New Orleans, you touch my soul. Each night, I go to sleep thinking of what new adventures we will have tomorrow. I can think of nothing better than stepping out the front door and living life in a place I love.
I think it's fair to say that among the top reasons people visit New Orleans, setting aside food, booze and certain anatomical parts of women that also begin with B, is our music. New Orleans is the birthplace of jazz and blues, and our heritage as a music city is strong.
And for the first time in my young life, I connected to a place, to a set of smells, sounds and sights that seemed overwhelmingly pleasing and joyful.
Travelers looking for something authentically creepy should note that a slew of blood-chilling haunts exist right below their feet in the form of the world's spookiest cemeteries. Plunge into an inspiring mix of history, sculpture and creepy fun.
What makes Snake and Jake's Christmas Club Lounge one of the best dives we've ever been to is its ability to stave off the world outside and provide a timeless, windowless pocket in which to immerse yourself and be alone.
Where is the real New Orleans lurking? The one that has inspired artists, poets, and songwriters. The New Orleans that charms with its hospitality, beauty, and world-famous cuisine.
Even in these last few weeks of the summer travel season, we continue to hear summer songs that capture the spirit of the season or stir memories of waterside romance. But how many were inspired by an actual location?
Returning to a place you've already visited can mean more than just seeing the things you missed. For me, it means exploring with 15 more years of life experience, including the ability to see nuance and transformation where I normally would have just been awestruck.
Chasing chickens, dancing on horseback, drinking at five in the morning, boucherie and fais do-do -- it's all part of what folks outside of New Orleans call the real Mardi Gras.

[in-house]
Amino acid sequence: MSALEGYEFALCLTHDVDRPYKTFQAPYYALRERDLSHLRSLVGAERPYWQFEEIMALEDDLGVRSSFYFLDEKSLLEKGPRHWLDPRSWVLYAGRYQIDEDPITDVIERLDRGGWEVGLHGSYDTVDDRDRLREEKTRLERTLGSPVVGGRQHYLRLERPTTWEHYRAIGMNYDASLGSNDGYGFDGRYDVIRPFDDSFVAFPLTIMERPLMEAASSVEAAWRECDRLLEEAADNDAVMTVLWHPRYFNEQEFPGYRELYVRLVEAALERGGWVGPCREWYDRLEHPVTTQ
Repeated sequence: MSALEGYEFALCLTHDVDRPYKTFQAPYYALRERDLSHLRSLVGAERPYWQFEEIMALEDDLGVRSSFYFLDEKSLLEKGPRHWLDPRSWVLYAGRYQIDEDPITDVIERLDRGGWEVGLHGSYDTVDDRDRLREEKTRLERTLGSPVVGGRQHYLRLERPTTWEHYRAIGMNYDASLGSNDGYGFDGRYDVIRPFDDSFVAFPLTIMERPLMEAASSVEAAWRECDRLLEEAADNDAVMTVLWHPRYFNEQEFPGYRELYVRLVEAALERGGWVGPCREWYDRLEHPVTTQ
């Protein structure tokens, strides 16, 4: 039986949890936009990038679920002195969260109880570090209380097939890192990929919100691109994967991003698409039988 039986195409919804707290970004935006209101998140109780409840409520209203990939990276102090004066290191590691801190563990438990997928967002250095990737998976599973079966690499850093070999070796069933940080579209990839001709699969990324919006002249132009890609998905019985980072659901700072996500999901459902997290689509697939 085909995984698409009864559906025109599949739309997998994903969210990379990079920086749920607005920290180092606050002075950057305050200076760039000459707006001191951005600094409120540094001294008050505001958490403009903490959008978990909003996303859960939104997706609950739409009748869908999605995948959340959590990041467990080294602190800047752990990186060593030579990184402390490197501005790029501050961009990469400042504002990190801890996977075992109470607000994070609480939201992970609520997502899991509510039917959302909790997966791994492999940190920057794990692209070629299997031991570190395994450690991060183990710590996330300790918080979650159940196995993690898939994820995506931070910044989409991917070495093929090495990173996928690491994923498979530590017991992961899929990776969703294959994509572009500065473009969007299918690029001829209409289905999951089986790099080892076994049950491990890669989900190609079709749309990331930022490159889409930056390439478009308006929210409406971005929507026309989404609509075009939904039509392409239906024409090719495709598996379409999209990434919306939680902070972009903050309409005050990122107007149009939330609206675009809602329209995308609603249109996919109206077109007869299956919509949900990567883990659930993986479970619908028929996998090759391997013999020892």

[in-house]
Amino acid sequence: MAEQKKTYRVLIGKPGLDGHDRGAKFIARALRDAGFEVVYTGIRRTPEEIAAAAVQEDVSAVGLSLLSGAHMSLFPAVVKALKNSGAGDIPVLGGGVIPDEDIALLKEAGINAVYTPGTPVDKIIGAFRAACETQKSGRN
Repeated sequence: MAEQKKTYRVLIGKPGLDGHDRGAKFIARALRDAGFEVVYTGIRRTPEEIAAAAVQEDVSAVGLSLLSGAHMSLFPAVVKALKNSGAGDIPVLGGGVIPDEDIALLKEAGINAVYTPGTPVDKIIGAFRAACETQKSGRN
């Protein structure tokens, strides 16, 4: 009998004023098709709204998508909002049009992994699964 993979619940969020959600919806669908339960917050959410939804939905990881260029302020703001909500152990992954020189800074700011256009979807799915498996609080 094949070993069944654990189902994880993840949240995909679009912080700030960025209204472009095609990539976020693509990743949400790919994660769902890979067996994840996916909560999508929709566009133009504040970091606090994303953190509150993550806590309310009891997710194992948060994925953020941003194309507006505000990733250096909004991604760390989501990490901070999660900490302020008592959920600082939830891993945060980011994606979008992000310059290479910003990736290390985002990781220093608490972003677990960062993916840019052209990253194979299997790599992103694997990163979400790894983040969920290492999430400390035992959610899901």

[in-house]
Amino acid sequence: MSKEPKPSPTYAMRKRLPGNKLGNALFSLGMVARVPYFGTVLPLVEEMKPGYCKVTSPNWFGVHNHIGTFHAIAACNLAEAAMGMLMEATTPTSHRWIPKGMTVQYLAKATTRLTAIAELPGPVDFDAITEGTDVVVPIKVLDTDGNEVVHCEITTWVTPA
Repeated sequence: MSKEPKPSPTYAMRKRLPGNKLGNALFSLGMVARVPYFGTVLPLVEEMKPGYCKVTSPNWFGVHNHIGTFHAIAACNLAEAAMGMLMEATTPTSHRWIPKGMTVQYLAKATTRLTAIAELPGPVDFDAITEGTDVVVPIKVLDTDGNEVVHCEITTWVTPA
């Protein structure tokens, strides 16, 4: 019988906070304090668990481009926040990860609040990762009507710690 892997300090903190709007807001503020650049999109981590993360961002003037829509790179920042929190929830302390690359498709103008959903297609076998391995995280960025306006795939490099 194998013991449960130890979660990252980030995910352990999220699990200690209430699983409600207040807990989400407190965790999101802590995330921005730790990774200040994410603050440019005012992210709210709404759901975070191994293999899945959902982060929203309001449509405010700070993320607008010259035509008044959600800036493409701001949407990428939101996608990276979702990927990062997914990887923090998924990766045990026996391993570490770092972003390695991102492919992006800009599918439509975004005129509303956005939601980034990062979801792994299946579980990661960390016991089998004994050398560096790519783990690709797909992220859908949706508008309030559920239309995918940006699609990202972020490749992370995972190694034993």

Sure, you could easily fill your trip to the Super Bowl with sporting events and activities all surrounding the Superdome, but the game happens to be in New Orleans. NOLA. The Big Easy.
Funky and fascinating New Orleans has seen its share of hard times. After Katrina's destruction in 2005, may wondered how -- or if -- the city could ever recover. More than seven years later, the city has rebuilt many areas and billions of dollars have been pumped into public works and the levee system.
Oyster tables were turning out freshly shucked oysters and the BBQ table had mac and cheese, roast pork, cornbread, fixins and pig paella. Five or six fires were burning around the space and were set in old sugarcane bowls that were formally used to cook down the cane syrup. We drank and ate our fill and headed back to the cottage for a bit more debauchery.
After a huge culinary bash in New Orleans, I head back to Charleston -- with some stops for great meals along the way, of course.
After a drive through the Deep South, I arrived in New Orleans just in time for Halloween in the French Quarter.
The unbelievably strange and beautiful music box shantytown sits in the historic Bywater section of town.
At a carnival, inside a fun house or around a campfire, the recitation of disturbing information serves to create a certain mood. Basically, New Orleans is an amusement park where you can get killed.